The Web is a tool. Like all tools (including swords), it comes with two edges. While in the short term it appears to give advantages in one direction, over time it can surprise you and cut both ways.
When my wife, the rather brilliant Dr. Deborah Deitcher, PhD, was first teaching college students at Manhattan College (which is not in Manhattan, but in Riverdale), she warned the students very clearly that she understood the Web as well as they did, understood the temptations to plagiarize, explained what plagiarism was and what it was not – lack of knowledge was not going to be an excuse – and how it would not be tolerated.
More than anything, the Web has allowed for the explosion of content. The sheer amount of content out there, combined with (and driven by) its unprecedented availability, has led to nearly free access to just about any of human knowledge at each person’s fingertips. This eases and thus creates a great temptation to plagiarize.
At the same time, the sheer amount of information has necessitated the creation of algorithms to process that information. These algorithms lead to tools to match quotes against sources, “plagiarism checkers” to ease catching plagiarism. First came the abundance of knowledge, advantage cheaters, shortly followed by tools to manage that knowledge, advantage educators.
And yet, unsurprisingly, every semester at least one student was convinced that his or her ability to use Google was somehow smarter than the professor’s combined ability to do the same plus use an automated plagiarism checker that did it for her.
Students were convinced the Web gave them a tool to beat the educational staff and avoid the hard work necessary to learn; they quickly learned that the tool cut both ways.
Since the computerization of the airline industry, airlines have used demand-based pricing to modify their fares by the second. You could sit next to a person, in the same class seat, using the same routes, dates and times, but your ticket cost $200 and your neighbour’s cost $400.
However, since airlines tightly controlled their inventory and either dominated specific routes to eliminate the impact of competition or “collaborated” with their competitors using public signalling to avoid competition, these tools were not as readily available to the broader market of retailers in a far more competitive environment.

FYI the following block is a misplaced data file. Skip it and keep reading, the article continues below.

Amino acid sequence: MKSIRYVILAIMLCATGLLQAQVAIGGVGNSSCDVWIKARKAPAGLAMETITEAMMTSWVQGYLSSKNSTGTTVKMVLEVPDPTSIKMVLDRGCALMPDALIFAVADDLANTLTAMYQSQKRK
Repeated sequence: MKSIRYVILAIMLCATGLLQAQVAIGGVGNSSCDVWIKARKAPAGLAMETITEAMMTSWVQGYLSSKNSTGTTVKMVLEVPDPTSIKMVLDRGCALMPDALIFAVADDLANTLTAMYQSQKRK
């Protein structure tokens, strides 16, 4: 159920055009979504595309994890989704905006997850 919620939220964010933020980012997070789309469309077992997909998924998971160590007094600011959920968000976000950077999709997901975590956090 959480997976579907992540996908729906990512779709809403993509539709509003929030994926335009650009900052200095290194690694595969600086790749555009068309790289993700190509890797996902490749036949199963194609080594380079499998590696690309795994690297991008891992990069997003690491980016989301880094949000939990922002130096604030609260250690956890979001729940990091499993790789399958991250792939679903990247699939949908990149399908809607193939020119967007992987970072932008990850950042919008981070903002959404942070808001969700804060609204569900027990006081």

The Web has changed much of that.
Companies selling online – Amazon, WalMart, BestBuy, everyone – use similar algorithms to present different prices at different times and through different channels to different people. The same toothpaste might cost $1, $2 or $5, entirely dependent on the day, date, time and source of the user. The algorithms and digital presentation give retailers and ability to modify prices to maximize their profits on a customer-by-customer and millisecond-by-millisecond basis.
Short-term: advantage retailer.
But, as for plagiarism, so for pricing, the tool is a double-edged sword. Just as retailers can use the Web to modify pricing, it isn’t too hard to use the Web to compare pricing across retailers, and even across time within a given retailer.
Over the weekend, the Wall Street Journal released their “Christmas Sale Tracker” (for those who cannot access the article through the paywall, the tracker itself is here), which tracks the prices of 10 hot gift items from early November, through Thanksgiving, Black Friday, Cyber Monday, and the Christmas season.
It is fairly easy to see that prices for the same item at the same retailer, let alone across retailers, vary widely… and every consumer can see it as well. This type of tool significantly reduces the leeway retailers have to raise prices. And unlike in the airline industry, where competition is slim, allowing tighter price management and easier signalling, the retail industry is broad and fiercely competitive.
Initially, the tools of Price and Plagiarism give one side the Pride to believe they can Prejudice the outcome, but over time the very same technologies and sometimes even the exact same tools balance the other side. Pride indeed goeth before the fall.